If you're 50 or older, seeing your doctor every year or two for a checkup may be a good defense against cancer, according to a new study by researchers at UC Davis, the University of Washington, and Group Health Cooperative in Seattle.
The study, to appear in the March 26 issue of Archives of Internal Medicine, concluded that regular preventive health exams increase the likelihood that older adults will get recommended cancer screenings.
"Because people go to the doctor anyway when they feel sick or have a medical problem, some authorities have questioned whether preventive, or general, health examinations are worth the extra time and effort," said lead author Joshua Fenton, assistant professor of family and community medicine at UC Davis.
"Our study suggests they are. If people over 50 have checkups every year or two, they're more likely to go ahead and get the cancer screenings they need."
Fenton and his colleagues focused their study on patients ages 52 to 78 years old who were eligible for breast, colon or prostate cancer screening in 2002 and 2003 through Group Health Cooperative. Group Health is a large, prepaid group health plan in Seattle. The researchers then sorted the patients into two groups: those who had a preventive health exam or general physical during the two-year period and those who didn't. Finally, the researchers compared cancer screening rates between the two groups.
The study included 64,288 patients. About half had a preventive health exam during the two-year period, and half didn't. (Group Health recommends patients get an exam every two years, but doesn't send reminders).
A clear screening gap emerged: Patients who had a general checkup were more than three times as likely as those who didn't to get some type of colon cancer screening. Colon screenings included fecal occult blood testing, sigmoidoscopy, colonoscopy and barium enema.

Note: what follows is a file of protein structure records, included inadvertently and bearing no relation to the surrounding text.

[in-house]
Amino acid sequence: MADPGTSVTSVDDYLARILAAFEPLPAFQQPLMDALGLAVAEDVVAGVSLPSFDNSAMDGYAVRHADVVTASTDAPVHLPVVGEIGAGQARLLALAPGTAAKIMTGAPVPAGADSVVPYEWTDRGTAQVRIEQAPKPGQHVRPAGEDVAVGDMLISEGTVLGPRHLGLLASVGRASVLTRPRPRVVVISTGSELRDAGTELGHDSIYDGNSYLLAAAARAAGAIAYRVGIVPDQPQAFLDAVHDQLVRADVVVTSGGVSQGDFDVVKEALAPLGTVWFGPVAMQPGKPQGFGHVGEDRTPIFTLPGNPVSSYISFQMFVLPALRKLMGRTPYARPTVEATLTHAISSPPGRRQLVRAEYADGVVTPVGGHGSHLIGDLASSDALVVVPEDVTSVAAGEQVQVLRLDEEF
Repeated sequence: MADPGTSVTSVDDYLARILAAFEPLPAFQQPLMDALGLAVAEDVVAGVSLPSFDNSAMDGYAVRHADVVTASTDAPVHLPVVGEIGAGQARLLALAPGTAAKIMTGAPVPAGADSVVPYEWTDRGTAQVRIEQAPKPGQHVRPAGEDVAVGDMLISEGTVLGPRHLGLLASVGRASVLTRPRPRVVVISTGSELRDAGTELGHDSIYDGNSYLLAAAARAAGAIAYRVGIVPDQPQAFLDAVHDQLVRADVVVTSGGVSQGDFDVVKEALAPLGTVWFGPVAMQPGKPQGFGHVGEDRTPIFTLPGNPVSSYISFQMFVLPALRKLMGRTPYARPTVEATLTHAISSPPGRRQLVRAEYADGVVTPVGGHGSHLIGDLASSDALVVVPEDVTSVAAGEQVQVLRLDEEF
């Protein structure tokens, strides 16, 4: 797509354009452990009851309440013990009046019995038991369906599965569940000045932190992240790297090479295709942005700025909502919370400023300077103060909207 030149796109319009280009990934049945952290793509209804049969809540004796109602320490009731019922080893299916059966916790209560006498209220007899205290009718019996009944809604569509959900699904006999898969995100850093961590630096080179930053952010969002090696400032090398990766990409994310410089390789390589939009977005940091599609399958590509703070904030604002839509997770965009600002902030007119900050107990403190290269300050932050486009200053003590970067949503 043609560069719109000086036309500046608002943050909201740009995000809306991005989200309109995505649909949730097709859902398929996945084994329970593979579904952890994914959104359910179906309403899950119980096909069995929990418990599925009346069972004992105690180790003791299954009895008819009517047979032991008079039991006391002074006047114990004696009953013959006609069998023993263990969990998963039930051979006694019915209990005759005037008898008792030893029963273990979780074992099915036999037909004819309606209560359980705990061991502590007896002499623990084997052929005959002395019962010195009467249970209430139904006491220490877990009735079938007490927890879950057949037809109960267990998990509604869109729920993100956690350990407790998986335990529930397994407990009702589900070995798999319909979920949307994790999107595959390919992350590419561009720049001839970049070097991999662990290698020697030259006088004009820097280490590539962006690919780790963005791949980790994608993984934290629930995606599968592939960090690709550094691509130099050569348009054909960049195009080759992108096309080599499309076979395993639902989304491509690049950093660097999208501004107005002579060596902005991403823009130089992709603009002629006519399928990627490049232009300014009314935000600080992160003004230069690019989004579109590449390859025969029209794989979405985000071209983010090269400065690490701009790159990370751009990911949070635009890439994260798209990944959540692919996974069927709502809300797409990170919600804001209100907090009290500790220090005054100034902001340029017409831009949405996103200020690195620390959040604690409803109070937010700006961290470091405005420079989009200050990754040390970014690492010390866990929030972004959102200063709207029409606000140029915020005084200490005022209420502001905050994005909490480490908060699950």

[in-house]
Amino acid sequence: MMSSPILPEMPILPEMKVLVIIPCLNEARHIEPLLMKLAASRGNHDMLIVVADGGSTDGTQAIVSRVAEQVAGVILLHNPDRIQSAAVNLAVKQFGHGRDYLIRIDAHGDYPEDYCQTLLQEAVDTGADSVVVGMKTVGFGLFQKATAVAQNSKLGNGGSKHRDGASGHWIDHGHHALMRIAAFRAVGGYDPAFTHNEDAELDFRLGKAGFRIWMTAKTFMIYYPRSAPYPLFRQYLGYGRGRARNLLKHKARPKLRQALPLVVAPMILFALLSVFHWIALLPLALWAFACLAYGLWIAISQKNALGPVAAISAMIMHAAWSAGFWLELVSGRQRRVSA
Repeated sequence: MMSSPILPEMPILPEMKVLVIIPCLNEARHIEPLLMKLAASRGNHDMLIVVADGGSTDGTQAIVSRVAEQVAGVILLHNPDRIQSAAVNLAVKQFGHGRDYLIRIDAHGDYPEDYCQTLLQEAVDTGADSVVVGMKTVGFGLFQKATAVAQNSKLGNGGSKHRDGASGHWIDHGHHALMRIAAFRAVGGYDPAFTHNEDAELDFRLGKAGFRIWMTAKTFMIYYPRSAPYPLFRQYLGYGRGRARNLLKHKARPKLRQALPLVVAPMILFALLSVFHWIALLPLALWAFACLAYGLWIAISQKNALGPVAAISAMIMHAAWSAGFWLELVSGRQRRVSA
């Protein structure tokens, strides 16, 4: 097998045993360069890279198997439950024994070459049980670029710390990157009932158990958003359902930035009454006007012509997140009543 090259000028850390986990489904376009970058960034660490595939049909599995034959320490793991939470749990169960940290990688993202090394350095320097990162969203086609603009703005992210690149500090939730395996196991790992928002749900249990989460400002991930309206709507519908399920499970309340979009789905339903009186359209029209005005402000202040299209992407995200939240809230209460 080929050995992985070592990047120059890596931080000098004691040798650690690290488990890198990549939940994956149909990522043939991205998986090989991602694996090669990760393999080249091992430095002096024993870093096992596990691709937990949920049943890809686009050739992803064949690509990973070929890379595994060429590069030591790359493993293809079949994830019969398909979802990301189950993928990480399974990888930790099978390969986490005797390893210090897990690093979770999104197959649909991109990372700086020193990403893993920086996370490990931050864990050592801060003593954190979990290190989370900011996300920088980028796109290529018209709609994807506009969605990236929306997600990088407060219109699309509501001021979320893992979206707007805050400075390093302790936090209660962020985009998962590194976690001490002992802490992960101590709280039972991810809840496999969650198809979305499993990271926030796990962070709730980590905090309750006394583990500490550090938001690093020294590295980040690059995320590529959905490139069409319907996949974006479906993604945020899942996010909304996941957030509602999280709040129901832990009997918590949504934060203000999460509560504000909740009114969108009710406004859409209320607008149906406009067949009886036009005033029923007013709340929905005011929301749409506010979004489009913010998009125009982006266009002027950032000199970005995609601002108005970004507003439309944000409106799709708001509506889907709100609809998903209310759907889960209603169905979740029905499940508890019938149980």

Patients who got checkups were also about three times as likely to get a prostate-specific antigen, or PSA, test for prostate cancer.
Mammography rates were higher in the checkup group as well, but by a lesser margin, probably because Group Health sends reminders to all women who are due for a mammogram.
The screening gaps persisted regardless of how many "illness" visits patients had during the study period, suggesting doctors may not have time to advocate for cancer screening when they're evaluating a sick patient.
Other evidence supports this view: Fenton notes that one recent survey found 97 percent of primary care physicians said they recommend appropriate cancer screening to patients during preventive visits, but few bring up the subject during other visits.
"The preventive health exam may be an auspicious time to promote cancer screening," Fenton said. "These visits may afford primary care physicians the opportunity to discuss and recommend cancer screening when indicated, and physicians' recommendations have been consistently associated with timely cancer screening."
The study was supported by grants from the National Cancer Institute and the American Cancer Society.
Materials provided by University of California - Davis. Note: Content may be edited for style and length.
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